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Caring for Aging Parents

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Brenda Simmons-Hutchins wouldn’t have it any other way.

By Devan Stuart Lesley

Retired from Florida State College at Jacksonville (FSCJ) since 2008 where she served as Executive Dean for Instruction and Student Services, Brenda Simmons-Hutchins now dedicates a significant part of her post-retirement life to caring for her parents, Roxwell Robinson, Sr. and Janie Robinson. From grocery shopping and managing schedules to chauffeuring them to a multitude of doctors’ appointments, Brenda has embraced the responsibilities of parental caregiving, made even more meaningful as her father celebrated his 100th birthday in October 2023.

Brenda Simmons-Hutchins, husband Leroy and her parents.

“My mother would spank me if I told you exactly how old she is,” Simmons-Hutchins said with a laugh. “But my dad is 100 and she’s two and a half years younger.”

“They live alone and are pretty independent at home,” Simmons-Hutchins says of her parents who live just five miles from her and husband, Leroy Hutchins. “My mother still insists on having my dad’s breakfast, lunch, and dinner ready every day, so she’s still cooking. But both had their drivers’ licenses taken away within the past 18 months, so my husband and I arrange to take them wherever they need.”

Roxwell Robinson, Sr. and his wife Janie.

Last September, Mr. Robinson took a fall on the way to the mailbox which resulted in hip replacement surgery followed by a month of nursing home recuperation. “He fell on the fifth of September, had surgery the next day and got home just in time for his 100th birthday.”

Thankfully, Mr. Robinson was back on his feet quickly. But the fact that he’ll never be behind the wheel again is what hits home hardest for Simmons-Hutchins.

“My dad has always been in the driver’s seat, whether it was Sunday afternoon family drives to the beach or a cross-country trip to San Diego,” she says. “Losing that privilege was not only tough on him, but it was a wakeup call for me. It’s when I realized he truly needed me.”

Simmons-Hutchins is certainly not alone. Research reveals that approximately 17% of U.S. adults (41.8 million people) provide unpaid care for adults over the age of 50. More than 75% of these caregivers are women who, on average, dedicate enough time each week to equal a full-time job (despite also being otherwise employed or raising children). In financial terms, caregivers contribute over $470 billion in free labor annually.

Simmons-Hutchins notes that her prior experience as an executive remains valuable even in retirement. “It’s interesting to me that my experience as an Executive Dean, managing faculty and students and my many other responsibilities is, in some ways, similar. I’m still multitasking. And I’m always on call.”

Following in her mother’s footsteps, Simmons-Hutchins began her nearly four-decade career as a teacher and continued to serve in the classroom throughout her progression up the ranks to Florida State College at Jacksonville’s Executive Dean for Instruction and Student Services.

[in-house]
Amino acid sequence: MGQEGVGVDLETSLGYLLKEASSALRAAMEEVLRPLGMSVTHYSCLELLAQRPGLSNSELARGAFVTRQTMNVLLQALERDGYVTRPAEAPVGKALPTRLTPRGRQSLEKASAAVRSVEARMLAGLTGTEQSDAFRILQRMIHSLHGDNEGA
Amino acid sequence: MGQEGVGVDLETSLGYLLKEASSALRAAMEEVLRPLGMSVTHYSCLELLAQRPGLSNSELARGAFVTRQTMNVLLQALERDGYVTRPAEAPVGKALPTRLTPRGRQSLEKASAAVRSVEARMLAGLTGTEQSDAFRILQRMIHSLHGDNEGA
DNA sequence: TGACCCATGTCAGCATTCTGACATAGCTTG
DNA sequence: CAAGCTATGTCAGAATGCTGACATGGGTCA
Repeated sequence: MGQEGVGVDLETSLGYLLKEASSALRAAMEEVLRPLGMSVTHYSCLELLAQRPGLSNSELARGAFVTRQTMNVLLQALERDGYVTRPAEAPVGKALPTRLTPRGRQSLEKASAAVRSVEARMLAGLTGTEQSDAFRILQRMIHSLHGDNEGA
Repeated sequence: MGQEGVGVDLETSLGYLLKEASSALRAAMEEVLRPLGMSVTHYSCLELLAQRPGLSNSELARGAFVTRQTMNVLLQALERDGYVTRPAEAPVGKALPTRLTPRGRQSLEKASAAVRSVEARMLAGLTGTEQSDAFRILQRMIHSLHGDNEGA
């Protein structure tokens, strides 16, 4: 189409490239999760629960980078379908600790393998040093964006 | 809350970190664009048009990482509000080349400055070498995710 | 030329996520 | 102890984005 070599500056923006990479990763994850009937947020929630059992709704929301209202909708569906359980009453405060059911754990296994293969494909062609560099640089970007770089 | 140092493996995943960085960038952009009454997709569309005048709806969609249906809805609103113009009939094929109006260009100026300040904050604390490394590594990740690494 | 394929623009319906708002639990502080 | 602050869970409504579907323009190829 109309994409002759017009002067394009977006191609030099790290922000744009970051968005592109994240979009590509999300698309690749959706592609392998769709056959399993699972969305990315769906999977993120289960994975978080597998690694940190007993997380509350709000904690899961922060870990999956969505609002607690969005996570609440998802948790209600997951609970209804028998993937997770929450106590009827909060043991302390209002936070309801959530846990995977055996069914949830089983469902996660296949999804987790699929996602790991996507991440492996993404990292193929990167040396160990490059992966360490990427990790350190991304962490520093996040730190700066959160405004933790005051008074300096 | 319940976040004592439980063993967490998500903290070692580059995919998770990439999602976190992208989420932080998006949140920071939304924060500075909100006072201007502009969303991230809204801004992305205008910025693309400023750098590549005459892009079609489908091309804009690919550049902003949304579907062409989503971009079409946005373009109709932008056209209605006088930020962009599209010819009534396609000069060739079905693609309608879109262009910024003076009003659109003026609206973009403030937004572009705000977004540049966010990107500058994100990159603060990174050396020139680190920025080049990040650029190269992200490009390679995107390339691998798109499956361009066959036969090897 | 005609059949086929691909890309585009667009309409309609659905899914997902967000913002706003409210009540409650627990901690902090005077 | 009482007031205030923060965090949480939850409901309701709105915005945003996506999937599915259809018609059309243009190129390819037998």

Roxwell Robinson, Sr. and his wife Janie, on his 100th birthday.

“Even as an administrator, I always taught at least one class,” said Simmons-Hutchins, who also chaired the Jacksonville Public Library board of directors. “Teaching is my calling. So, as I found myself climbing the ladder, I still wanted to keep my feet on the ground and remain very close to the students to understand how administrative decisions impacted them.”

Retired since 2008, Simmons-Hutchins continues to work as an independent educational consultant. But her most important lessons these days are those designed to ensure that her parents know that they come first for her. “And I wouldn’t have it any other way,” she says, noting that she’s simply returning the favor.

At first, her parents were apologetic. “I cut that off at the very beginning,” Simmons-Hutchins said. “The biggest challenge has always been helping my parents understand that what I’m doing for them is not a burden for me. I reminded them of the sacrifices they made for me, and that God is always in the plan.”

Simmons-Hutchins points to a deeply trying experience when she fell sick as a teenager.

“This was at the very beginning of integration. Black doctors were not yet allowed to practice in white hospitals,” she said, noting that her architect grandfather’s business contacts cleared the way for her treatment by a white Green Cove Springs physician – a bold move in that era. “My parents worked their jobs, prepared meals for my siblings, then drove to Green Cove Springs and back every evening. They went above and beyond. So, when I realized that they needed help, there was no question as to whether I would care for them.”

Simmons-Hutchins’ advice for those considering caring for their parents:

Stay organized: “Get organized logistically and emotionally. A managed care plan is a smart move.”

Connect: “I have a friend who has walked the same path with her parents that I’m walking now and understands the frustrations and all the ups and downs. She listens intently and always offers a word of comfort.”

Have a spiritual foundation: “Remember why you’re doing what you are. You can only imagine the sleepless nights your parents had for you, and that you’ll have for them. It’s a treasured reciprocation.”

Continually drawing upon a strong Christian upbringing, Simmons-Hutchins keeps Exodus 20:12 in the forefront of her mind: “Honor your father and your mother, that your days may be long upon the land.” 

Cover Photo by Renee Parenteau 

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